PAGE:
Dolphins always seem to smile. Maybe it's just how their mouths are shaped. Or maybe it’s the Valium? In any case, the smiles are misleading.
SeaWorld officials recently admitted that their marine mammals are given anti-anxiety drugs.
And yet a SeaWorld executive told NPR, "We don't put any animal in any stressful situation.”
So… are the drugs simply recreational?
Being a “show animal” isn’t luxurious. It’s so stressful that many dolphins and whales become insane. For example, a whale might repeatedly bang its head against a wall. These animals have shortened life expectancies -- and sometimes they attack people, as documented in the film Blackfish. (See the trailer below.) Consequently some of the most prominent anti-SeaWorld activists are former animal trainers.
Here’s some SeaWorld dirt followed by actions you can take on behalf of our flippered friends.
SeaWorld’s Parking Lot Sizes vs. Tank Sizes
How is space used at SeaWorld? A shocking amount of real estate is devoted to parking. Meanwhile, dolphins and whales who would naturally swim 100 miles/day are confined to tiny tanks.
This aerial image of SeaWorld Orlando helps explain why some call SeaWorld an “abusement park.” Notice the large parking lot outlined in orange. The smaller orange area outlined beneath the artificial lake is where orca whales spend their entire lives!
Similar maps of other SeaWorld properties are shown at TheDodo.com.
It's About Profit, Not Animal Conservation
With all that parking space for visitors -- along with government funds and high ticket prices -- SeaWorld manages to profit millions of dollars every year. Little of that money actually protects animals.
Whales.org calculated that for every $1,000,000 taken in, SeaWorld donates approximately $600 to animal conservation. That works out to approximately five cents per ticket sold.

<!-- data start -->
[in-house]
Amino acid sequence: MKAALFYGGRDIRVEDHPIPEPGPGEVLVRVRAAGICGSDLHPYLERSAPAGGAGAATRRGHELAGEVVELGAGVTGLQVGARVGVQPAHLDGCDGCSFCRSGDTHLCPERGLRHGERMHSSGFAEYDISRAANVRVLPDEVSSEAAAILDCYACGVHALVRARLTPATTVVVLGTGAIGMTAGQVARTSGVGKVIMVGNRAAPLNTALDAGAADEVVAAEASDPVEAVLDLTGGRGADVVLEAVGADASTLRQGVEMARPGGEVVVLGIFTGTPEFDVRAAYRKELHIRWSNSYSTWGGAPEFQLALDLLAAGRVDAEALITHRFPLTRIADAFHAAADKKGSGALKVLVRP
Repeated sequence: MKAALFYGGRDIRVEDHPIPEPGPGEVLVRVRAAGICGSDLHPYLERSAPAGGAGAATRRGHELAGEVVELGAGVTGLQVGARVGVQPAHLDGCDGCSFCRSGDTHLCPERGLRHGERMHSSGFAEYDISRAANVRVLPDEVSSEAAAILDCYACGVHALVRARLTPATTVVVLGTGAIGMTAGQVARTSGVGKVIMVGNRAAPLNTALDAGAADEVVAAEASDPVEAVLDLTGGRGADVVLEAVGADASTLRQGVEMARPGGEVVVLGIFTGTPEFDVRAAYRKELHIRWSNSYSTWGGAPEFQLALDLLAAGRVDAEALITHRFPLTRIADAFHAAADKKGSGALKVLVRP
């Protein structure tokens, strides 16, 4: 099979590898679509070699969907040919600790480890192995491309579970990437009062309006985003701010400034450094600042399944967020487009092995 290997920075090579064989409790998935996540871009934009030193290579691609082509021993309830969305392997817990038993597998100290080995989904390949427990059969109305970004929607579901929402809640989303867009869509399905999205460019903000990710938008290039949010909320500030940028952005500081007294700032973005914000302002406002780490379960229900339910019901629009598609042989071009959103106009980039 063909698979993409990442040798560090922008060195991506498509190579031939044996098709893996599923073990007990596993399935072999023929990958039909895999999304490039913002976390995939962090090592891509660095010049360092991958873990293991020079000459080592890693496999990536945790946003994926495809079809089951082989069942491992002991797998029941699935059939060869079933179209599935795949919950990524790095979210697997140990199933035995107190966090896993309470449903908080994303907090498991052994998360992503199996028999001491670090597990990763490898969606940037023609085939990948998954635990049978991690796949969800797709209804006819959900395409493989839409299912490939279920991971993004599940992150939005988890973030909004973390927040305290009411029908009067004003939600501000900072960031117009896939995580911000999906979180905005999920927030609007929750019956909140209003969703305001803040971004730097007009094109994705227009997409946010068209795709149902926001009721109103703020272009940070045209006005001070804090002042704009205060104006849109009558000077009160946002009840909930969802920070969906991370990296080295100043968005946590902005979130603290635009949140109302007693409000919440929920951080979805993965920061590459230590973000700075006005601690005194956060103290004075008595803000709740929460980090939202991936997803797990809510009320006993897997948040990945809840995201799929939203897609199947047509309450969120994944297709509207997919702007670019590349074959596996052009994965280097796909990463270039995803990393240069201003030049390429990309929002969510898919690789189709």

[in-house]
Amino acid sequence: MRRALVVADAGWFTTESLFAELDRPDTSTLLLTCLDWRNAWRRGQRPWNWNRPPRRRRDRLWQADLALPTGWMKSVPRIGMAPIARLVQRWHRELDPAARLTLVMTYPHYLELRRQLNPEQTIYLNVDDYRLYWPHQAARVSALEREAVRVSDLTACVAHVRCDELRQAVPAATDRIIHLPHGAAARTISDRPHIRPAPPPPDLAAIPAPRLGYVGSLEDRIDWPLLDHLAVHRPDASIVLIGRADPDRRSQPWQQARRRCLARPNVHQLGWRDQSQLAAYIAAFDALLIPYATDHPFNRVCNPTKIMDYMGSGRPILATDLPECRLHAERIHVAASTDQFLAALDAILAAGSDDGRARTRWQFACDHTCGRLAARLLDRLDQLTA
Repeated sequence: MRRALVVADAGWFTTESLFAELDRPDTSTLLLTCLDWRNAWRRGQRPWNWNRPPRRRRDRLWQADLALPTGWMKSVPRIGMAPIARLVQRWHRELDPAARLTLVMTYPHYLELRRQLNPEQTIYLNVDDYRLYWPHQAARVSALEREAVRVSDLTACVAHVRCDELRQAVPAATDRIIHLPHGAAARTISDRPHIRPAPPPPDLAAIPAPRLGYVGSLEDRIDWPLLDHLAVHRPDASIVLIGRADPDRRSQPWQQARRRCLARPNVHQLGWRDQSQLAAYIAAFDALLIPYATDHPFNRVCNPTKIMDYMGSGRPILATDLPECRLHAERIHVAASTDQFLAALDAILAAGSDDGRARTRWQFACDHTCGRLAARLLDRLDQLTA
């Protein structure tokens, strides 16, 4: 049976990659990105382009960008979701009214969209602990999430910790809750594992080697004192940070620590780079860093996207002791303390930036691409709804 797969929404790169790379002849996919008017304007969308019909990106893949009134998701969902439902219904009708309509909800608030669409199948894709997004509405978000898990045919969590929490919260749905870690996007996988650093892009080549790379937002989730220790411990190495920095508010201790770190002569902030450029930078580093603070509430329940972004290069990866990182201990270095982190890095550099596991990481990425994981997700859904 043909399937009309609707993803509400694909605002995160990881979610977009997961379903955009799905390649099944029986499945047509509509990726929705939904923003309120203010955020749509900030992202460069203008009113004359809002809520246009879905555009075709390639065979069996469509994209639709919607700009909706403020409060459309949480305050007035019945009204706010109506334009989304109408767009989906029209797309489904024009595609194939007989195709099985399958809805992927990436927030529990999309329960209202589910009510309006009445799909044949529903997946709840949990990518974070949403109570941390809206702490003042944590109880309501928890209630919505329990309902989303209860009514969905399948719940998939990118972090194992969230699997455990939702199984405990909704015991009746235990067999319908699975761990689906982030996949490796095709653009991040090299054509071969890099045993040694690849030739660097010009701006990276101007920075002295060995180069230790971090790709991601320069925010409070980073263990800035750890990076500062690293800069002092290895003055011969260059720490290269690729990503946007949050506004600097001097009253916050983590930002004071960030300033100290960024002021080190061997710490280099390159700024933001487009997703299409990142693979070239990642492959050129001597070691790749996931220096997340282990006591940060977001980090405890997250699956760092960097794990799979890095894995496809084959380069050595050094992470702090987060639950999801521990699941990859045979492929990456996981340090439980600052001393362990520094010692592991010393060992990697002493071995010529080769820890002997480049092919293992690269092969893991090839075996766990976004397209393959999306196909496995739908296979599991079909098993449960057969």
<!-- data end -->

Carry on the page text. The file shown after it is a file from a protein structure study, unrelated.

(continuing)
SeaWorld Separates Animals' Families
Orca whales are family-oriented. A female can live for up to 90 years in the wild, and her children stick around lifelong. Up to four generations travel the ocean together. Each family or pod develops its own dialect.
SeaWorld claims that it no longer separates calves from mothers. However, the truthiness of that claim depends on how you define “calf.” SeaWorld is apparently done with baby-stealing, but they still remove “kids” from families. (I am my mother’s kid whether I am a newborn, two years old or 10 years old.)
A former SeaWorld orca trainer named John Hargrove reported knowing of 19 SeaWorld calves who were taken from their families in the name of human entertainment.
How to Help Marine Mammals
1. Don’t pay SeaWorld. Captivity isn’t about conservation. It’s about profit. Thanks in part to the documentaries Blackfish and The Cove, SeaWorld profits recently dropped 84%!
Below is a trailer for Blackfish. The film tells the story of a whale held captive at SeaWorld, his psychosis and the trainers he killed.
If you’re planning a family trip near a SeaWorld location, avoid visiting the park for entertainment. One alternative is to watch dolphins and whales from the deck of a responsible eco-tourism ship.
2. Support charities for sea mammals. A main charity advocating for marine life is The Dolphin Project. This nonprofit organization was started in 1970 by a former animal trainer named Ric O’Barry. He left the orca/dolphin training business after working with Kathy, the dolphin who played Flipper on 1960s television. She had suffered from captivity and died in his arms.
For 45 years The Dolphin Project has helped many dolphins worldwide. Right now the group is actively protecting dolphins from getting captured off the shores of Japan.
Other top nonprofit groups are People for the Ethical Treatment of Animals (PETA) and Whale and Dolphin Conservation (WDC).
3. Write letters, make phone calls & vote.
4. Educate your friends. Dolphins don't actually write haiku. It's up to humans to educate each other and make a difference. Share this page with a friend!